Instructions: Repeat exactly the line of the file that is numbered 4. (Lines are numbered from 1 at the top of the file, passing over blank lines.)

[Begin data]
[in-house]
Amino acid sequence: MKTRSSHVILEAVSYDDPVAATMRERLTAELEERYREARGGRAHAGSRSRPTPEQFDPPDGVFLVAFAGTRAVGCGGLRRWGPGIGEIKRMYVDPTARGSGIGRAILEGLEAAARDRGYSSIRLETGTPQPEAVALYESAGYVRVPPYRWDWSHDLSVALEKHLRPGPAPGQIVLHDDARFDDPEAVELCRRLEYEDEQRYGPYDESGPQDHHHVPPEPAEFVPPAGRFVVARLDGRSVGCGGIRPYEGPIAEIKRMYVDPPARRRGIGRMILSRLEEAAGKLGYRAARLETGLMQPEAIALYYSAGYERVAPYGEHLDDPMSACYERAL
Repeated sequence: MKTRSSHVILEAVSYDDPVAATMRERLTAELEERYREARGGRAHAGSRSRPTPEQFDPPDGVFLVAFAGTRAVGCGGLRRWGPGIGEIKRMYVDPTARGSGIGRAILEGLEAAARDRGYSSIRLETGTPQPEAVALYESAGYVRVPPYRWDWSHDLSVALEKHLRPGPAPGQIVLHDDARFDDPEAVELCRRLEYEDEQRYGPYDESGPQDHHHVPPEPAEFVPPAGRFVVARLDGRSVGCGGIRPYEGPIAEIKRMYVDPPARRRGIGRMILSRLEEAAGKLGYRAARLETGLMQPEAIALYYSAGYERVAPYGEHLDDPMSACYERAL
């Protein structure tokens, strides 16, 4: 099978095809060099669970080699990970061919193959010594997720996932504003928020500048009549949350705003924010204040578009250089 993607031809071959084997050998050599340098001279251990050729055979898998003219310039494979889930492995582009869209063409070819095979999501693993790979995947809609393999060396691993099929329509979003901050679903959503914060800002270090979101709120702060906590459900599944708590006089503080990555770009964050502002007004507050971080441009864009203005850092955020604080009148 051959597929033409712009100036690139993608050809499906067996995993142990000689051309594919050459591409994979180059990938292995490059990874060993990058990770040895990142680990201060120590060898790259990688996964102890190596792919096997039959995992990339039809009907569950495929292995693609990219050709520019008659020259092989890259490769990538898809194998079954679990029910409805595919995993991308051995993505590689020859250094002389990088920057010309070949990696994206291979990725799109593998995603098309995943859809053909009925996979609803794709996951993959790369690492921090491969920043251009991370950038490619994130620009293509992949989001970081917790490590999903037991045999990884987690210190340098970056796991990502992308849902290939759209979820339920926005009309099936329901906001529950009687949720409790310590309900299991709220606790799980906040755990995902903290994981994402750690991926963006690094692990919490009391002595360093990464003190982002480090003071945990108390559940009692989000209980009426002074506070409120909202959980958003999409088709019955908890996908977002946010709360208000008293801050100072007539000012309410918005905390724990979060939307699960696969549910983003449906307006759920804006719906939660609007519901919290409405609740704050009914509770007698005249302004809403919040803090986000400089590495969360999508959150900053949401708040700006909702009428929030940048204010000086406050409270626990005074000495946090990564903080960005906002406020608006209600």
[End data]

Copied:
């Protein structure tokens, strides 16, 4: 099978095809060099669970080699990970061919193959010594997720996932504003928020500048009549949350705003924010204040578009250089 993607031809071959084997050998050599340098001279251990050729055979898998003219310039494979889930492995582009869209063409070819095979999501693993790979995947809609393999060396691993099929329509979003901050679903959503914060800002270090979101709120702060906590459900599944708590006089503080990555770009964050502002007004507050971080441009864009203005850092955020604080009148 051959597929033409712009100036690139993608050809499906067996995993142990000689051309594919050459591409994979180059990938292995490059990874060993990058990770040895990142680990201060120590060898790259990688996964102890190596792919096997039959995992990339039809009907569950495929292995693609990219050709520019008659020259092989890259490769990538898809194998079954679990029910409805595919995993991308051995993505590689020859250094002389990088920057010309070949990696994206291979990725799109593998995603098309995943859809053909009925996979609803794709996951993959790369690492921090491969920043251009991370950038490619994130620009293509992949989001970081917790490590999903037991045999990884987690210190340098970056796991990502992308849902290939759209979820339920926005009309099936329901906001529950009687949720409790310590309900299991709220606790799980906040755990995902903290994981994402750690991926963006690094692990919490009391002595360093990464003190982002480090003071945990108390559940009692989000209980009426002074506070409120909202959980958003999409088709019955908890996908977002946010709360208000008293801050100072007539000012309410918005905390724990979060939307699960696969549910983003449906307006759920804006719906939660609007519901919290409405609740704050009914509770007698005249302004809403919040803090986000400089590495969360999508959150900053949401708040700006909702009428929030940048204010000086406050409270626990005074000495946090990564903080960005906002406020608006209600």